Monday, August 24, 2009

College of Business and Management signs 2+2 agreements

The College of Business and Management at the University of Illinois Springfield has announced that it has signed Articulation (2+2) Agreements with William Rainey Harper College and Illinois Central College for degrees in Business Administration, Economics and Management. A 2+2 agreement is a partnership that facilitates the transfer of students from a two-year college to a four-year university.

A four-year course plan has been mapped out for the students at Harper and Illinois Central colleges that will ensure that they take the necessary foundation courses to prepare them for any of the three undergraduate degree programs of Business Administration, Economics, and Management offered by the College of Business and Management at UIS.

“In this economy, it’s especially important that every course a student completes fulfills a degree requirement,” noted Dyanne Ferk, associate dean for the College. “These Transfer Agreements give students, advisors and parents a guarantee that courses completed at the community college will count toward degree completion at UIS.”

A 2+2 agreement creates synergy between the faculty of both colleges because they have ongoing communications concerning transferring students and maintenance of the degree plans, according to Ferk. Students also benefit from having academic advising from the senior university while still at the community college.

“Transfer agreements such as 2+2 agreements greatly benefit students,” said Eric Rosenthal, director of Academic Advising and Counseling and transfer coordinator for Harper College. “They make it very clear to the student which classes he or she must take at the community college to transfer most efficiently to the 4-year institution.”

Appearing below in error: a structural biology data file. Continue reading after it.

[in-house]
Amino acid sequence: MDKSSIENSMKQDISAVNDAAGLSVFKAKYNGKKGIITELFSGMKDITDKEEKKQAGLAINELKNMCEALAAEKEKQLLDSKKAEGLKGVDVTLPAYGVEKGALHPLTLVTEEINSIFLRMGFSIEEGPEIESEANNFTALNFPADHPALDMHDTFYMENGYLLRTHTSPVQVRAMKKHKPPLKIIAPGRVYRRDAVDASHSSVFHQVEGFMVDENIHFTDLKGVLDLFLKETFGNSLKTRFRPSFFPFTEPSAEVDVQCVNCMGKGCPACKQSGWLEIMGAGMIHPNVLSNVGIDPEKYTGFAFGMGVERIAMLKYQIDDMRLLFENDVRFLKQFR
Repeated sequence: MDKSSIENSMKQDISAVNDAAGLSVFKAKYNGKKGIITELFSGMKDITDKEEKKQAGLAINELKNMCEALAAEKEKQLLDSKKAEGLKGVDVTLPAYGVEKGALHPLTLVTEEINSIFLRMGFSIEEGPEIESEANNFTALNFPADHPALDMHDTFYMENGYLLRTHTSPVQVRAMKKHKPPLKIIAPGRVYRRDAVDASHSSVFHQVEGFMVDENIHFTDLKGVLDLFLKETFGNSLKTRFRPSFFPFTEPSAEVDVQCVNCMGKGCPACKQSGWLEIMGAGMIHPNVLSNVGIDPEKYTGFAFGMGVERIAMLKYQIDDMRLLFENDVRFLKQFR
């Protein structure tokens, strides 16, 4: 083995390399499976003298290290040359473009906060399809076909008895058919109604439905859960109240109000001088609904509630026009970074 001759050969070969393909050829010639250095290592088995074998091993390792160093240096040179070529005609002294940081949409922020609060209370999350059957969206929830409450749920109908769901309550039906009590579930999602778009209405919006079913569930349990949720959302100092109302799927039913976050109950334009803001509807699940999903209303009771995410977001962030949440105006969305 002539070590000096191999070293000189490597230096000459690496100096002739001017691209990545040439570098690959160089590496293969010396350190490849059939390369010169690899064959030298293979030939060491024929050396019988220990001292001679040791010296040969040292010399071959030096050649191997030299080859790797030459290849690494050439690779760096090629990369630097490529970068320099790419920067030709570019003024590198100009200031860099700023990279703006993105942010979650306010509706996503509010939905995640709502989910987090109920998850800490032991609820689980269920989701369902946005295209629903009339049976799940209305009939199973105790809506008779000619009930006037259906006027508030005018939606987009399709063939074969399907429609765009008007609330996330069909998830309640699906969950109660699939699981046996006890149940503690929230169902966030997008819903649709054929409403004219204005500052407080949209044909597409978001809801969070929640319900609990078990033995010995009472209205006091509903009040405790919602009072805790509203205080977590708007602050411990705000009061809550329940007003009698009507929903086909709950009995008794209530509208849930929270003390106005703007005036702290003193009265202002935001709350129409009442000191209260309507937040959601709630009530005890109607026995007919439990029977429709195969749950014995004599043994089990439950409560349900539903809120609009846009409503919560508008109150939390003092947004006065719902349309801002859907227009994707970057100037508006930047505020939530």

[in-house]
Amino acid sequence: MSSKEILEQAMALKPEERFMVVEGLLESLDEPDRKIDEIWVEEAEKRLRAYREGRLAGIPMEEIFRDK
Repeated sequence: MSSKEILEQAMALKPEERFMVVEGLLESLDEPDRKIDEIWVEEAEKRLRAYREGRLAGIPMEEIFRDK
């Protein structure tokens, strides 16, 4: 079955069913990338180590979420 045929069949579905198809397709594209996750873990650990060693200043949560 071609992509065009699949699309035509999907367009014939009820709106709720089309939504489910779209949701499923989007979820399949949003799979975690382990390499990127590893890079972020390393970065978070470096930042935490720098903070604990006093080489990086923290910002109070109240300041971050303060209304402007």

Steven Carlisle, academic advisor of Business & Information Systems at Illinois Central College added: “One of the most important benefits for Illinois Central College students who choose the 2+2 agreement is knowing what classes they will be taking at both schools. It gives them a checklist of items to work through as they are on the academic journey; it allows the student to be comfortable with the classes they take at ICC, which will then transfer to UIS.”

UIS currently has 2+2 agreements with two other colleges, Lincoln Land Community College and Heartland Community College, in the areas of Business Administration, Economics and Management.

The College of Business and Management at UIS is accredited by the Association to Advance Collegiate Schools of Business (AACSB) International and offers programs that prepare students for challenging careers and positions in private and public sector organizations. Graduate degrees are also offered in Accountancy, Business Administration, and Management Information Systems.

Founded in 1967, Illinois Central College is a two-year, fully accredited institution of higher education located in Peoria, Illinois.

William Rainey Harper College was founded in 1967 and is a two-year, fully accredited institution of higher education with campuses located in Palantine, Prospect Heights, and Schaumburg.

For more information, contact UIS’ College of Business and Management at 217/206-6533.

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Friday, July 17, 2009

Hall selected as new director of UIS MBA program

The University of Illinois at Springfield’s College of Business and Management has announced that Dr. James Hall has been selected as the new director of the Master of Business Administration (MBA) program.

Hall, an associate professor in the department of Management Information Systems, succeeds Dr. Paul McDevitt, who is retiring this month.

“James will continue to build on the careful foundation laid by Paul McDevitt,” noted Dr. Ron McNeil, dean of the College of Business and Management at UIS. “Our vision is to increase the quality of the program even more, with both academic rigor and relevance that attracts more qualified students in our region and beyond.”

Hall earned his MBA from UIS in 1983 and his doctoral degree in civil and environmental engineering from the University of Illinois at Urbana-Champaign. He joined the MIS department at UIS in 2000. Hall has extensive private and public sector experience in business, transportation management and information systems applications.

The MBA degree at UIS is an AACSB accredited professional graduate program for individuals who aspire to hold positions of significant managerial and leadership responsibilities in organizations. In addition to core business subjects, the curriculum emphasizes strong conceptual thinking, disciplined decision-making and essential management and leadership skills.
The UIS MBA program is offered in Springfield and at the UIS Peoria Center.